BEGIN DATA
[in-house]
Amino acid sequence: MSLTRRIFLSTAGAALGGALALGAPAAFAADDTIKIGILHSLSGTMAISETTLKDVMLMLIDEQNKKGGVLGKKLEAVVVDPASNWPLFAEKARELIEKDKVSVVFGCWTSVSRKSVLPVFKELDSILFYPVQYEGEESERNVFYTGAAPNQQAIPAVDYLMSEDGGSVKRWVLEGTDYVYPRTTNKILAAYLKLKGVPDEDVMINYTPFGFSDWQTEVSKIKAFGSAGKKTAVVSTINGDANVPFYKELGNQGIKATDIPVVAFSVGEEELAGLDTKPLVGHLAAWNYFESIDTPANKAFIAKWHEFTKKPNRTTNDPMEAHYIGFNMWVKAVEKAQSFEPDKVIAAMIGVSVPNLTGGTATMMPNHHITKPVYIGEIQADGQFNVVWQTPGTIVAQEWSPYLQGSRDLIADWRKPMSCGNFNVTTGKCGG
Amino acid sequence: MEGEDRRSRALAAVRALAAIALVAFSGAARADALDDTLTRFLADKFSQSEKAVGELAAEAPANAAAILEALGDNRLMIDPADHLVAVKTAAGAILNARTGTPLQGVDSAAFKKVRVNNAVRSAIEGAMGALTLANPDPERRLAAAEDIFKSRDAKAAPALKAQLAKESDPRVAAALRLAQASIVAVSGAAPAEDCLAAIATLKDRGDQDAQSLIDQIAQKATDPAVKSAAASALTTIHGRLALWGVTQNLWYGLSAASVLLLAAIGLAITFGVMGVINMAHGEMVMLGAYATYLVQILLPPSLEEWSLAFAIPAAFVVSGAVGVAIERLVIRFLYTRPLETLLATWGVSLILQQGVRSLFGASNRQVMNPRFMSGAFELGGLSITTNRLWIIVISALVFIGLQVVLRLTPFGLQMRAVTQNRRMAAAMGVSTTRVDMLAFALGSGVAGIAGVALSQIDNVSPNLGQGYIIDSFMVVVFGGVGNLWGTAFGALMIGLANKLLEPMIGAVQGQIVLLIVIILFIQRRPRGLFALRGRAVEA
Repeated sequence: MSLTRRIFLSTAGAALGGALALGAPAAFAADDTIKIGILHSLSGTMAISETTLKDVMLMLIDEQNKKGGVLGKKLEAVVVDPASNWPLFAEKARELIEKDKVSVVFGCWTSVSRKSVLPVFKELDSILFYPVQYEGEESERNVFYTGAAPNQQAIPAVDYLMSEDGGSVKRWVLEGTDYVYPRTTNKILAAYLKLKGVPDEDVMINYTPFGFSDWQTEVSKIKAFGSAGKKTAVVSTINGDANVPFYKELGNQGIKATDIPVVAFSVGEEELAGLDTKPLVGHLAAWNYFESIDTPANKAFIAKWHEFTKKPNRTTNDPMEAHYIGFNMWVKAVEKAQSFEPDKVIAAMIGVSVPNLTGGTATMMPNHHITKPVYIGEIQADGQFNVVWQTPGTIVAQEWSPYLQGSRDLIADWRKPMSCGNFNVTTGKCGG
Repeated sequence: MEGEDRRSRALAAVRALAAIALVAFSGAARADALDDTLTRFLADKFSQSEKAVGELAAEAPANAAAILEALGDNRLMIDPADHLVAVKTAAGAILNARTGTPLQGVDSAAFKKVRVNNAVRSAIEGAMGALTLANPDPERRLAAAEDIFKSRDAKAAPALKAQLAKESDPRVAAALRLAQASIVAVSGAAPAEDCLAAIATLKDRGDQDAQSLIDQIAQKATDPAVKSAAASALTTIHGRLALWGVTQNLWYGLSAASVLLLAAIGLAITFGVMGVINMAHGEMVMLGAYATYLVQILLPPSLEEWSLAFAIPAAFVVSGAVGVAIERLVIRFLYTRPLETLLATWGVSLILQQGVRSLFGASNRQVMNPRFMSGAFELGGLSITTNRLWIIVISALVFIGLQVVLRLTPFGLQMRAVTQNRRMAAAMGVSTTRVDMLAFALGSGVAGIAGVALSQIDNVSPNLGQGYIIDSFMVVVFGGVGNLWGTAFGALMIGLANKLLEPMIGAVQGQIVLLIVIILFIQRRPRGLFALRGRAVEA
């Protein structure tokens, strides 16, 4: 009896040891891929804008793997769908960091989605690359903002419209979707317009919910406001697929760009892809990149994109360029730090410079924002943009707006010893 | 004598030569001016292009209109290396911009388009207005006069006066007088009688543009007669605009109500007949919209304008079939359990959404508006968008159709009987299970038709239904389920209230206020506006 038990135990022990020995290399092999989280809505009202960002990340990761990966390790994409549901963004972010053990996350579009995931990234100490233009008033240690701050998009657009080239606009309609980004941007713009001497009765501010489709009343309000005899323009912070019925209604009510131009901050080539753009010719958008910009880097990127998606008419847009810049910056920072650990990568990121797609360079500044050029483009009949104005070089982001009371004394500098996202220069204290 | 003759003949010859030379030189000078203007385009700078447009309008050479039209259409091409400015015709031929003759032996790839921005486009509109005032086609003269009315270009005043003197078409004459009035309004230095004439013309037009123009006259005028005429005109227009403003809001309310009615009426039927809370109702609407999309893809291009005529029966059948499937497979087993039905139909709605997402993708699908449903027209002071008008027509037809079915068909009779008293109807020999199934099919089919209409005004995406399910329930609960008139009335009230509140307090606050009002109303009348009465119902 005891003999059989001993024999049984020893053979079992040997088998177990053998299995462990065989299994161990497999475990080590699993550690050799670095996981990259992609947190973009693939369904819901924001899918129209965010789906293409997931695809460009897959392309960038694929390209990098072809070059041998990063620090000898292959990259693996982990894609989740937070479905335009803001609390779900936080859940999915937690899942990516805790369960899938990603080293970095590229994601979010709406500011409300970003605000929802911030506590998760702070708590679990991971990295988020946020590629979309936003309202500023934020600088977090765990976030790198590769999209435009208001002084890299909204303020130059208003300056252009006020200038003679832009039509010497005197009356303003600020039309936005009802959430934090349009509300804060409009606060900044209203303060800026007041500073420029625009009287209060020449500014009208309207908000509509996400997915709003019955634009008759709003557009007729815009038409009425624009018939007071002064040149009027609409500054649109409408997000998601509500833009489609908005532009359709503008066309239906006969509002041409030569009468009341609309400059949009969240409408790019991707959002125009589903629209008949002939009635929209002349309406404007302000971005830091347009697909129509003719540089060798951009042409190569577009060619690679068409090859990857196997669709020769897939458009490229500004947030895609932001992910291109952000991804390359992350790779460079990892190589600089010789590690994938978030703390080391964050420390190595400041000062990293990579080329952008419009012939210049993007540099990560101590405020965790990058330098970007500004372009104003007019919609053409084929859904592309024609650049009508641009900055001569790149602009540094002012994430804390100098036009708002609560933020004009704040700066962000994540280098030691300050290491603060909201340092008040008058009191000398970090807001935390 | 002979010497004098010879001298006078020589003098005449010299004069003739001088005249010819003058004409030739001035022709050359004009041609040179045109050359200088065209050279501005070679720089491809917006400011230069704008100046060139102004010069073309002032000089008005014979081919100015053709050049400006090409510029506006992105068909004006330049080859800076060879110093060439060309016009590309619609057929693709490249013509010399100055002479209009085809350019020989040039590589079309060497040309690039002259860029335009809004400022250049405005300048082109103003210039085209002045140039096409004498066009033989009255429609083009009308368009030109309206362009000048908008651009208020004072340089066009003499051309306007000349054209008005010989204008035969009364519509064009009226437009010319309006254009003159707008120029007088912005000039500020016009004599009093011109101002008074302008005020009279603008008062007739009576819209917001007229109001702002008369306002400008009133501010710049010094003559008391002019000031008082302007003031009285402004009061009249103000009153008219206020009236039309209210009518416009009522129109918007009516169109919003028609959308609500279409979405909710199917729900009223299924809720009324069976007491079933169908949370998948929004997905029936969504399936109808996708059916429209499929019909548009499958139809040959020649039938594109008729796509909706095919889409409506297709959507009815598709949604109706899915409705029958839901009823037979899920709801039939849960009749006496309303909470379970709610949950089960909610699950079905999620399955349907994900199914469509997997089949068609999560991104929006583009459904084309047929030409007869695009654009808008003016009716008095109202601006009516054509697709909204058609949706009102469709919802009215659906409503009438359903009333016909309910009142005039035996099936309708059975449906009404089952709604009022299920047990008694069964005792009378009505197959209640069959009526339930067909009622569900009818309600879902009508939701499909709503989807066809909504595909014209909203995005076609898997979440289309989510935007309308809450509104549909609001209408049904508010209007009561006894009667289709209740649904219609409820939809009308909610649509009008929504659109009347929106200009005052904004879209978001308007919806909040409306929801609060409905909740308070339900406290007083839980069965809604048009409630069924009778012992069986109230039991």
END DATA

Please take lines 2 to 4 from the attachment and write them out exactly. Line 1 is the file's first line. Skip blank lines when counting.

Amino acid sequence: MSLTRRIFLSTAGAALGGALALGAPAAFAADDTIKIGILHSLSGTMAISETTLKDVMLMLIDEQNKKGGVLGKKLEAVVVDPASNWPLFAEKARELIEKDKVSVVFGCWTSVSRKSVLPVFKELDSILFYPVQYEGEESERNVFYTGAAPNQQAIPAVDYLMSEDGGSVKRWVLEGTDYVYPRTTNKILAAYLKLKGVPDEDVMINYTPFGFSDWQTEVSKIKAFGSAGKKTAVVSTINGDANVPFYKELGNQGIKATDIPVVAFSVGEEELAGLDTKPLVGHLAAWNYFESIDTPANKAFIAKWHEFTKKPNRTTNDPMEAHYIGFNMWVKAVEKAQSFEPDKVIAAMIGVSVPNLTGGTATMMPNHHITKPVYIGEIQADGQFNVVWQTPGTIVAQEWSPYLQGSRDLIADWRKPMSCGNFNVTTGKCGG
Amino acid sequence: MEGEDRRSRALAAVRALAAIALVAFSGAARADALDDTLTRFLADKFSQSEKAVGELAAEAPANAAAILEALGDNRLMIDPADHLVAVKTAAGAILNARTGTPLQGVDSAAFKKVRVNNAVRSAIEGAMGALTLANPDPERRLAAAEDIFKSRDAKAAPALKAQLAKESDPRVAAALRLAQASIVAVSGAAPAEDCLAAIATLKDRGDQDAQSLIDQIAQKATDPAVKSAAASALTTIHGRLALWGVTQNLWYGLSAASVLLLAAIGLAITFGVMGVINMAHGEMVMLGAYATYLVQILLPPSLEEWSLAFAIPAAFVVSGAVGVAIERLVIRFLYTRPLETLLATWGVSLILQQGVRSLFGASNRQVMNPRFMSGAFELGGLSITTNRLWIIVISALVFIGLQVVLRLTPFGLQMRAVTQNRRMAAAMGVSTTRVDMLAFALGSGVAGIAGVALSQIDNVSPNLGQGYIIDSFMVVVFGGVGNLWGTAFGALMIGLANKLLEPMIGAVQGQIVLLIVIILFIQRRPRGLFALRGRAVEA
Repeated sequence: MSLTRRIFLSTAGAALGGALALGAPAAFAADDTIKIGILHSLSGTMAISETTLKDVMLMLIDEQNKKGGVLGKKLEAVVVDPASNWPLFAEKARELIEKDKVSVVFGCWTSVSRKSVLPVFKELDSILFYPVQYEGEESERNVFYTGAAPNQQAIPAVDYLMSEDGGSVKRWVLEGTDYVYPRTTNKILAAYLKLKGVPDEDVMINYTPFGFSDWQTEVSKIKAFGSAGKKTAVVSTINGDANVPFYKELGNQGIKATDIPVVAFSVGEEELAGLDTKPLVGHLAAWNYFESIDTPANKAFIAKWHEFTKKPNRTTNDPMEAHYIGFNMWVKAVEKAQSFEPDKVIAAMIGVSVPNLTGGTATMMPNHHITKPVYIGEIQADGQFNVVWQTPGTIVAQEWSPYLQGSRDLIADWRKPMSCGNFNVTTGKCGG